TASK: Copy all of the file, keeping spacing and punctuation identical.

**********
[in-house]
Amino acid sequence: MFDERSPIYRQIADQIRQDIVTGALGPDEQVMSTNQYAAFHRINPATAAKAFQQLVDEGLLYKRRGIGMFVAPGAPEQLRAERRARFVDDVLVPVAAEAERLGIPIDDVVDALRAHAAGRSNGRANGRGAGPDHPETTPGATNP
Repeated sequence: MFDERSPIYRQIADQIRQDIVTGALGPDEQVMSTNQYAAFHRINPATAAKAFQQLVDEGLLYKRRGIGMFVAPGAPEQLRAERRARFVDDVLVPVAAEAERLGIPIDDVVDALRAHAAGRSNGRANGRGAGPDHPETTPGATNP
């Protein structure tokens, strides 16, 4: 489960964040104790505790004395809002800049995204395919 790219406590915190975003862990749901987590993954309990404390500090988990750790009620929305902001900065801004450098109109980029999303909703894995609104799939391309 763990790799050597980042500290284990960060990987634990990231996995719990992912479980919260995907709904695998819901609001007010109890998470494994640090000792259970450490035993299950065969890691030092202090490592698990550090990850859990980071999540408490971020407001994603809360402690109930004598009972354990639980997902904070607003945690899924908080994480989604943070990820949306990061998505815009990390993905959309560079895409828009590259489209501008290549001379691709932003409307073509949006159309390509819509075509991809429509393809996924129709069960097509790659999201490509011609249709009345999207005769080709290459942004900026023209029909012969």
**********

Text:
[in-house]
Amino acid sequence: MFDERSPIYRQIADQIRQDIVTGALGPDEQVMSTNQYAAFHRINPATAAKAFQQLVDEGLLYKRRGIGMFVAPGAPEQLRAERRARFVDDVLVPVAAEAERLGIPIDDVVDALRAHAAGRSNGRANGRGAGPDHPETTPGATNP
Repeated sequence: MFDERSPIYRQIADQIRQDIVTGALGPDEQVMSTNQYAAFHRINPATAAKAFQQLVDEGLLYKRRGIGMFVAPGAPEQLRAERRARFVDDVLVPVAAEAERLGIPIDDVVDALRAHAAGRSNGRANGRGAGPDHPETTPGATNP
């Protein structure tokens, strides 16, 4: 489960964040104790505790004395809002800049995204395919 790219406590915190975003862990749901987590993954309990404390500090988990750790009620929305902001900065801004450098109109980029999303909703894995609104799939391309 763990790799050597980042500290284990960060990987634990990231996995719990992912479980919260995907709904695998819901609001007010109890998470494994640090000792259970450490035993299950065969890691030092202090490592698990550090990850859990980071999540408490971020407001994603809360402690109930004598009972354990639980997902904070607003945690899924908080994480989604943070990820949306990061998505815009990390993905959309560079895409828009590259489209501008290549001379691709932003409307073509949006159309390509819509075509991809429509393809996924129709069960097509790659999201490509011609249709009345999207005769080709290459942004900026023209029909012969």